Note: This project (or at least this phase of it) is currently concluded. See the postmortem critique.
I am uncertain if this project on SourceForge will see more development, but I am certain if there is more development on this particular SourceForge project, it will likely be in a radically different direction than the work published here to date.

New: See my recent essay: Why Educational Technology Has Failed Schools

The PataPata project is/was an experiment focusing on taking ideas from Squeak and Self and moving them to Python, as well as trying to go beyond the ideas in a Pythonic and educational constructivist way.

It also aspires to help people build microworlds and other learning tools for the Python platform, using a prototype-based programming approach.

It is intended to mainly support "unschooling", "free schooling", and "informal" education.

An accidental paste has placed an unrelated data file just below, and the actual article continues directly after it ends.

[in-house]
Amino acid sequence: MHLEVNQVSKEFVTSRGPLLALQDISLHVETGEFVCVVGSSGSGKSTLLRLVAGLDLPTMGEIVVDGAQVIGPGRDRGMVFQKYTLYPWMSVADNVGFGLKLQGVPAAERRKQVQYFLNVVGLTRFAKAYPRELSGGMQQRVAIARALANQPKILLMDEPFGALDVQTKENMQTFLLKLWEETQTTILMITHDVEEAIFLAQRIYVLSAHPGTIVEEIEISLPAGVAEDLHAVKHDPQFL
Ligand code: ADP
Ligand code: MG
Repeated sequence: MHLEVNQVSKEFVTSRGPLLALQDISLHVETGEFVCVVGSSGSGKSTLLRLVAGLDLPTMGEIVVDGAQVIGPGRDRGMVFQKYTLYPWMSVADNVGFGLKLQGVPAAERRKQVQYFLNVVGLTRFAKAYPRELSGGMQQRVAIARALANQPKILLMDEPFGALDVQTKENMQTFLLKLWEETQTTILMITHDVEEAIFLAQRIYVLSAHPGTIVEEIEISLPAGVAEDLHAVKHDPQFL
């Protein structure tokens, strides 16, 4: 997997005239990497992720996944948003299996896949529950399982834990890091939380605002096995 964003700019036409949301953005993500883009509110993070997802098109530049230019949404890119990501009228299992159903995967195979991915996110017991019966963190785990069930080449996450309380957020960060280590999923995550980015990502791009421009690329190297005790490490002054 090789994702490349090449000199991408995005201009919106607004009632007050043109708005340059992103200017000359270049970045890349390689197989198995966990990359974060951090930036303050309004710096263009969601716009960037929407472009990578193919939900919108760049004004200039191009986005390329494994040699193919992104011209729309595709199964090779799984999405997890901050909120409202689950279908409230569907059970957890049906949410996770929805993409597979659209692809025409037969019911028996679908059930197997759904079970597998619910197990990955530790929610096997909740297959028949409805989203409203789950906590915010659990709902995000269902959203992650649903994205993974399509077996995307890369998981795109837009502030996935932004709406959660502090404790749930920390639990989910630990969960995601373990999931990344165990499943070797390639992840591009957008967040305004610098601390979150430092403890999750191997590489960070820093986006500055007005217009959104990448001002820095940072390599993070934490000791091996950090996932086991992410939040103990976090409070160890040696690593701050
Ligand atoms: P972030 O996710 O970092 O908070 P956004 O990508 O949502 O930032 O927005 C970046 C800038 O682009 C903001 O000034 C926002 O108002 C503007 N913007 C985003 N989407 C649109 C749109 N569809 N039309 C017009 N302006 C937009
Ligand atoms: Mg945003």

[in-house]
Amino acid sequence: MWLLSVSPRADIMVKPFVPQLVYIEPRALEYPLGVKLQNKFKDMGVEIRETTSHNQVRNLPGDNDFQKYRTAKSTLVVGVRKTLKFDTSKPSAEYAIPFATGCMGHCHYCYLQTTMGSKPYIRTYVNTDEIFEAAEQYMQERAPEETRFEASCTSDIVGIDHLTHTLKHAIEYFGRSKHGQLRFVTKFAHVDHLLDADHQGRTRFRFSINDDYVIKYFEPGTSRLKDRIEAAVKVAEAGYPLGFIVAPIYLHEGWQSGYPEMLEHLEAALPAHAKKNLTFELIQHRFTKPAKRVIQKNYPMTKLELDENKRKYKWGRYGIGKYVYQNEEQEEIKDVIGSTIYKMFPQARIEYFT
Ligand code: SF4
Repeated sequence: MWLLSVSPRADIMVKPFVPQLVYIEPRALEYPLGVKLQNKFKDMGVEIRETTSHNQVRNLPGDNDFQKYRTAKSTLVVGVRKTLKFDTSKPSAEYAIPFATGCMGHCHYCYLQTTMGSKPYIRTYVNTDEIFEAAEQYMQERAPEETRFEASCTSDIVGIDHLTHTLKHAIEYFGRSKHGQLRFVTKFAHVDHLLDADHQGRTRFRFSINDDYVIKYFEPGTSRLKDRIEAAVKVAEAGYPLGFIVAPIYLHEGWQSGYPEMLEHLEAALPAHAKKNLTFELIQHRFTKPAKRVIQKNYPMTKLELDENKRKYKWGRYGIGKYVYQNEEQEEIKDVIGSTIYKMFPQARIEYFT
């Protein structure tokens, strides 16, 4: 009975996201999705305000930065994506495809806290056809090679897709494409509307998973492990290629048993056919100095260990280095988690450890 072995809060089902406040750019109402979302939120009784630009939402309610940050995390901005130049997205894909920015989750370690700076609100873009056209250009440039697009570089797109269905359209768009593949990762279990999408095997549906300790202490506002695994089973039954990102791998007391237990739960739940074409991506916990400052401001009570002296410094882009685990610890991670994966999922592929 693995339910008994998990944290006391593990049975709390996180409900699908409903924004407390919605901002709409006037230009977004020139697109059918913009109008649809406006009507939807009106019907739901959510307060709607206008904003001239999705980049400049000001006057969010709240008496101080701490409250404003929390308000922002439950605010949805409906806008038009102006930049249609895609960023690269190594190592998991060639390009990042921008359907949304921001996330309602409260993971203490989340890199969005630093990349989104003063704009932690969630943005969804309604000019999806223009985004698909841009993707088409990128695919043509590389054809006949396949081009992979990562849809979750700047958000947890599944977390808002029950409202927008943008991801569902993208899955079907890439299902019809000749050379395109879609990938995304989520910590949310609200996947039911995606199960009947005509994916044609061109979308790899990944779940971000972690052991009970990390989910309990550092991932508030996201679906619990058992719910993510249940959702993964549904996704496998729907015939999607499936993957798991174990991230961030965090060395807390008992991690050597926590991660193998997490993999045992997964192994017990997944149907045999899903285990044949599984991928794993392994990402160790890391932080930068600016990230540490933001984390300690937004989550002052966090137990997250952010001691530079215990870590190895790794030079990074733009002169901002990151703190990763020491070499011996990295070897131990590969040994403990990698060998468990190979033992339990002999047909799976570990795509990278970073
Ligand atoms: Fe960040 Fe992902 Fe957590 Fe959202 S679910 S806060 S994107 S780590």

It has been previously discussed on the Python edusig list, although it now has its own mailing list on SourceForge here.

Francois Schnell has created a web page about PataPata with links to screencasts using Flash he made here and here (thanks Francois!). For bandwidth reasons, the preferred place to view the latest of these screencasts is on the ShowMeDo web site (in Quicktime) here.

The SourceForge project page is here where there is information about the SVN repository and downloadable release files.

The project was started by Paul Fernhout (pdfernhout at kurtz-fernhout . com; please use "Paul" or "PataPata" in the message body to get higher priority for reading).

The project's name was inspired by the South African song Pata Pata 2000 by Miriam Makeba about "dancing, singing and having a great time". "Pata Pata" means "Touch, Touch" in Xhosa, and PataPata aspires to make computer software touchable and changeable by the non-expert learner. [This project has no affiliation to that musician except as a fan.]

It is hoped that someday this project may be of use in the Shuttleworth Foundation's educational initiatives in South Africa or in other development settings like Sugata Mitra's Hole-in-the-wall project.

(Last revised: November 26, 2006)